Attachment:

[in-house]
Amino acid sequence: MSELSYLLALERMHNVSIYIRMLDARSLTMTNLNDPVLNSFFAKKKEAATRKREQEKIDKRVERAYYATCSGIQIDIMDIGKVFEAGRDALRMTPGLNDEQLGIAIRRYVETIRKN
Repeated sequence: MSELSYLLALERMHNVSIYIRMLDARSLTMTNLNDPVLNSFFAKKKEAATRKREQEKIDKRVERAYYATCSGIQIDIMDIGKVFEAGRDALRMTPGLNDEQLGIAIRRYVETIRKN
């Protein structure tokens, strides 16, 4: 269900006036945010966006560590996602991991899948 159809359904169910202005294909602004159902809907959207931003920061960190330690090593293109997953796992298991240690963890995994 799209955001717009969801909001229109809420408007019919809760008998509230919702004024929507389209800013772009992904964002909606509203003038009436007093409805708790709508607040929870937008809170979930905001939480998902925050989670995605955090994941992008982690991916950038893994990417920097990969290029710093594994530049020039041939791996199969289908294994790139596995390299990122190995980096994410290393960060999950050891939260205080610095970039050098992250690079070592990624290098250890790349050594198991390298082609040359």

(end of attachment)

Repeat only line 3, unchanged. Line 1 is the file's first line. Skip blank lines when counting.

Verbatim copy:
Repeated sequence: MSELSYLLALERMHNVSIYIRMLDARSLTMTNLNDPVLNSFFAKKKEAATRKREQEKIDKRVERAYYATCSGIQIDIMDIGKVFEAGRDALRMTPGLNDEQLGIAIRRYVETIRKN